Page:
In terms of sharpness, I found the XF 23mm R WR lens to be very impressive overall.  Even at f2, this lens is sharp nearly throughout the frame, at least with my copy, which I found very impressive.  But I did notice that when I was shooting very closely there was a slight softness.  Soft might be a poor word choice because it’s not even that it’s slightly soft, it’s just not quite as crisp.  Again, I want to emphasize the word “slight” because it’s such a small amount that you would have to zoom in at 100% to really see anything, which means it’s not going to make a difference in real world photography.  But this is the only issue, which is minor, that I have in terms of sharpness.  Other than that, you should have no problems getting ultra sharp images.  Once you stop the lens down to even just f2.8, everything including the corners and edges sharpen even further.


↑ I found it a tad soft when I shot very closely with this lens’ using its maximum aperture.


↑ Here’s a 100% crop (1590×1060) of the image above.


↑ Here’s an image at f2 taken from a distance.


↑ This was taken at f8.  This lens definitely produces some sharp images.


↑ Here’s a 100% crop (1590×1060) of the image above.


↑ This was taken at f8.  I love the way this lens can render color, and as you can see, it is plenty sharp!


↑ Here’s a 100% crop (1590×1060) of the image above.  Look at the details of the brick work, and the paint.

Altogether, the XF 23mm f2 R WR lens is an excellent lens optically.  To me, it doesn’t quite measure up to the optics of say the XF 90mm but in my eyes, I consider that lens to be one of the absolute best from Fuji.  However, the XF 23mm f2 is definitely not at the bottom of the totem pole either.  In every way, the XF 23mm is up to the standards that we’ve come to expect from Fuji lenses.  It’s an excellent workhorse, and it’s hard to beat when you consider it’s characteristics like size, speed, and overall image quality.  I’m not a big fan of the 35mm focal length but even with that said, I would love to own one of these, and I probably will in the future.


↑ The New York City Marathon occured recently.  This was taken at f5.6.


↑ This was taken at f4 in dim lighting but the autofocus had no problems locking on.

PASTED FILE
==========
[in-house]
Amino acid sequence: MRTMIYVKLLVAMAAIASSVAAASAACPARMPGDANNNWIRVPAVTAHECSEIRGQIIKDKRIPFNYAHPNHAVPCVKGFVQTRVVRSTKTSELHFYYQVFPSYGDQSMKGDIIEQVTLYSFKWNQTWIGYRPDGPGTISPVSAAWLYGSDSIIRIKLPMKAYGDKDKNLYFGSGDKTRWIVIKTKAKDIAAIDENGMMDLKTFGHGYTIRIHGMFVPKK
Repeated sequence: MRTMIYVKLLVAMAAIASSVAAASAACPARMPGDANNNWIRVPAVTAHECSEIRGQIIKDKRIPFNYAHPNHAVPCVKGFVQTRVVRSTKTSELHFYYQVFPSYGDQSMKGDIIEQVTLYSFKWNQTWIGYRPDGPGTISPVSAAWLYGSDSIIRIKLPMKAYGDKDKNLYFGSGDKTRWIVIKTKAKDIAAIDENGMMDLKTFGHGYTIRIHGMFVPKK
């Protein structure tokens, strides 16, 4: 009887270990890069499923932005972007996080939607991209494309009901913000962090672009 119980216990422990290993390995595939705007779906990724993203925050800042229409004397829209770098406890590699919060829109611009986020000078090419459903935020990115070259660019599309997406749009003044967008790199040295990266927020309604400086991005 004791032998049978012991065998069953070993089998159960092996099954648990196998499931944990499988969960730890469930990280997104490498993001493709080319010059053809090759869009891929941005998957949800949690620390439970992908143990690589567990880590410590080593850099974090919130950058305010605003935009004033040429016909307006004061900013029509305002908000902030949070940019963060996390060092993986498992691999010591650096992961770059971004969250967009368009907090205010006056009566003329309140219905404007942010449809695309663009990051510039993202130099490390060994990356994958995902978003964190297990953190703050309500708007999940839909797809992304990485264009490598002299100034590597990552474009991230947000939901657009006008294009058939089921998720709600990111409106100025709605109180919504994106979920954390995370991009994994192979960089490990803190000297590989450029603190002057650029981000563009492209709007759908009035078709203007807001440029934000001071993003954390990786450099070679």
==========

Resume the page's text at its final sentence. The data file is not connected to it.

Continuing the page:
↑ This was taken at f5.6.  As you can see, the XF 23mm f2 is a very sharp lens.


↑ Here’s a 100% crop (1590×1060) of the image above.  Check out how clear the “NO TURNS” sign on the upper right hand corner comes out.  Look how clear the “Book this taxi…app” on the upper left hand corner comes out.


↑ This was taken at f11 while I was on the East River Ferry.

Fujifilm XF 23mm f2 R WR Lens Bokeh:

In terms of bokeh, with its 9 aperture blades, there really isn’t anything to complain about in this category.  You’re going to get images that are ultra smooth and inviting.  The XF 23mm f2 R WR lens doesn’t give you quite the same look as say the f1.4 version but we all know that.  However, it’s still what I consider top quality.  There are a couple of examples below.


↑ The bokeh from this lens is very smooth.  Here’s a photo taken at f2.


↑ Here’s another example taken at f2.  I really like the bokeh from this lens.

Fujifilm XF 23mm f2 R WR Lens Pros And Cons:

Fujifilm XF 23mm f2 R WR Lens Pros:

  • Excellent build quality.
  • Weather and dust sealed.
  • Compact and light.
  • Great lens for trying to be low key and discreet.  Excellent for street photography.
  • Bayonet style mount for lens hood, which is better than the screw on type from the XF 35mm f2.
  • Ultra fast autofocus that’s also silent.
  • Excellent image quality.
  • Even at f2, most of the frame is nearly sharp.
  • Nice, smooth bokeh.
  • Price decently.  It’s also $450 cheaper than the f1.4 version.

Fujifilm XF 23mm f2 R WR Lens Cons:

  • The lens hood is a little cheap.
  • Very slight softness at f2 when focusing very closely.

Fujifilm XF 23mm f2 R WR Lens Verdict:

The XF 23mm f2 R WR lens really has all of the traits that make it a great 35mm equivalent lens, and the beauty of it is the lens costs $449, which I consider pretty reasonable.  I personally don’t really like using the 35mm focal length but even with that said, I actually want one of these pretty badly.  In fact, if I was really in the market for a 35mm equivalent lens for my X-T2, I would buy this one over the f1.4 version, which by the way, did really impress me as well (my review here).  I feel the f1.4 version produces slightly better image quality, and it does have the larger maximum aperture but I’d pay for it in terms of size and weight.  To me, it’s essentially like mounting a lighter Leica Noctilux onto the front my X-T2.  It wouldn’t be that bad if it was a lens that I only used for certain purposes but as an everyday lens, I personally would like something smaller.